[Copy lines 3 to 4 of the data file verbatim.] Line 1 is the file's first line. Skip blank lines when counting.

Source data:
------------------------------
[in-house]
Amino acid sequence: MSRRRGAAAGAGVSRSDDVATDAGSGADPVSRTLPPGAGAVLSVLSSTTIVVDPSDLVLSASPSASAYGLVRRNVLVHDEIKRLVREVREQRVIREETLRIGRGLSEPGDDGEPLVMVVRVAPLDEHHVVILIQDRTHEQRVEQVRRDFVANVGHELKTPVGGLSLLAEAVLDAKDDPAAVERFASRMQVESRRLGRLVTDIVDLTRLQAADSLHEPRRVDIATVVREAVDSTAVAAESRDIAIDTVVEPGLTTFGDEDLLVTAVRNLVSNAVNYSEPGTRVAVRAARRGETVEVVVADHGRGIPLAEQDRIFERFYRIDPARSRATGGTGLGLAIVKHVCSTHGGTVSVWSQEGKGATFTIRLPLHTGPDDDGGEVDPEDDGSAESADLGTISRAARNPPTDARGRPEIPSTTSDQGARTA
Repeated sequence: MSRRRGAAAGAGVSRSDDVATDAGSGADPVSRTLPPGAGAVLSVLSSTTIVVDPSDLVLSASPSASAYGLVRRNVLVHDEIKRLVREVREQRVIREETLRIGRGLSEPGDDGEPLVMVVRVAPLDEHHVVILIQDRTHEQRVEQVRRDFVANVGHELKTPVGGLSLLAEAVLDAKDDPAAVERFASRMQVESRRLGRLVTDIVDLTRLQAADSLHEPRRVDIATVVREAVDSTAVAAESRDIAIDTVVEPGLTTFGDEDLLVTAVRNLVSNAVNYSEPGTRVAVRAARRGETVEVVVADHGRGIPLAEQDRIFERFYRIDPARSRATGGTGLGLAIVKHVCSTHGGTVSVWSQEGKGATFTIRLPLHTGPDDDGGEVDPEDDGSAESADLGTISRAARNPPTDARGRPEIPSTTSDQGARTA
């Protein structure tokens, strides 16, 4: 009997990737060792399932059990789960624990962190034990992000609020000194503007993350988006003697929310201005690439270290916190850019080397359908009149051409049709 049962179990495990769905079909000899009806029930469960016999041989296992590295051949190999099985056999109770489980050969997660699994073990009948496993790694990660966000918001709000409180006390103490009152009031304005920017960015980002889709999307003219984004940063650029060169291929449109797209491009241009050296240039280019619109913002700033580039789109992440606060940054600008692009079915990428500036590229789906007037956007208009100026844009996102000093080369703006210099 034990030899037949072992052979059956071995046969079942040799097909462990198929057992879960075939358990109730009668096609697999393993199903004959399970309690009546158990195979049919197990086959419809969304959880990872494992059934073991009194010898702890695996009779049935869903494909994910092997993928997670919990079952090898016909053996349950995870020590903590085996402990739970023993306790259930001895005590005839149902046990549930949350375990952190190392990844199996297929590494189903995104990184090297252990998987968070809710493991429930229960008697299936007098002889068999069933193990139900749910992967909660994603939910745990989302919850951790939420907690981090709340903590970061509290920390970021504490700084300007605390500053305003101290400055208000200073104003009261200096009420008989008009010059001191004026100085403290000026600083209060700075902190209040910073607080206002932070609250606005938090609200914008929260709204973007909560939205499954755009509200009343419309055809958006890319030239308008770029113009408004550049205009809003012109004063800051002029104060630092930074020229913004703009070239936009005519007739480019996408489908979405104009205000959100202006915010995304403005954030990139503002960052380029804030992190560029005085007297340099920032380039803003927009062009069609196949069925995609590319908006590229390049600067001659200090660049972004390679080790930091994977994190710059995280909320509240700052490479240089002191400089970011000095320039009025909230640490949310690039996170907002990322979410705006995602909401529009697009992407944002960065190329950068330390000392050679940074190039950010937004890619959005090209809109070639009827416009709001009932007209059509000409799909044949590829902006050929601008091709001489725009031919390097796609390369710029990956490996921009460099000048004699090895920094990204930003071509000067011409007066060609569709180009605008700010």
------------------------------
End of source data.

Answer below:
Repeated sequence: MSRRRGAAAGAGVSRSDDVATDAGSGADPVSRTLPPGAGAVLSVLSSTTIVVDPSDLVLSASPSASAYGLVRRNVLVHDEIKRLVREVREQRVIREETLRIGRGLSEPGDDGEPLVMVVRVAPLDEHHVVILIQDRTHEQRVEQVRRDFVANVGHELKTPVGGLSLLAEAVLDAKDDPAAVERFASRMQVESRRLGRLVTDIVDLTRLQAADSLHEPRRVDIATVVREAVDSTAVAAESRDIAIDTVVEPGLTTFGDEDLLVTAVRNLVSNAVNYSEPGTRVAVRAARRGETVEVVVADHGRGIPLAEQDRIFERFYRIDPARSRATGGTGLGLAIVKHVCSTHGGTVSVWSQEGKGATFTIRLPLHTGPDDDGGEVDPEDDGSAESADLGTISRAARNPPTDARGRPEIPSTTSDQGARTA
């Protein structure tokens, strides 16, 4: 009997990737060792399932059990789960624990962190034990992000609020000194503007993350988006003697929310201005690439270290916190850019080397359908009149051409049709 049962179990495990769905079909000899009806029930469960016999041989296992590295051949190999099985056999109770489980050969997660699994073990009948496993790694990660966000918001709000409180006390103490009152009031304005920017960015980002889709999307003219984004940063650029060169291929449109797209491009241009050296240039280019619109913002700033580039789109992440606060940054600008692009079915990428500036590229789906007037956007208009100026844009996102000093080369703006210099 034990030899037949072992052979059956071995046969079942040799097909462990198929057992879960075939358990109730009668096609697999393993199903004959399970309690009546158990195979049919197990086959419809969304959880990872494992059934073991009194010898702890695996009779049935869903494909994910092997993928997670919990079952090898016909053996349950995870020590903590085996402990739970023993306790259930001895005590005839149902046990549930949350375990952190190392990844199996297929590494189903995104990184090297252990998987968070809710493991429930229960008697299936007098002889068999069933193990139900749910992967909660994603939910745990989302919850951790939420907690981090709340903590970061509290920390970021504490700084300007605390500053305003101290400055208000200073104003009261200096009420008989008009010059001191004026100085403290000026600083209060700075902190209040910073607080206002932070609250606005938090609200914008929260709204973007909560939205499954755009509200009343419309055809958006890319030239308008770029113009408004550049205009809003012109004063800051002029104060630092930074020229913004703009070239936009005519007739480019996408489908979405104009205000959100202006915010995304403005954030990139503002960052380029804030992190560029005085007297340099920032380039803003927009062009069609196949069925995609590319908006590229390049600067001659200090660049972004390679080790930091994977994190710059995280909320509240700052490479240089002191400089970011000095320039009025909230640490949310690039996170907002990322979410705006995602909401529009697009992407944002960065190329950068330390000392050679940074190039950010937004890619959005090209809109070639009827416009709001009932007209059509000409799909044949590829902006050929601008091709001489725009031919390097796609390369710029990956490996921009460099000048004699090895920094990204930003071509000067011409007066060609569709180009605008700010």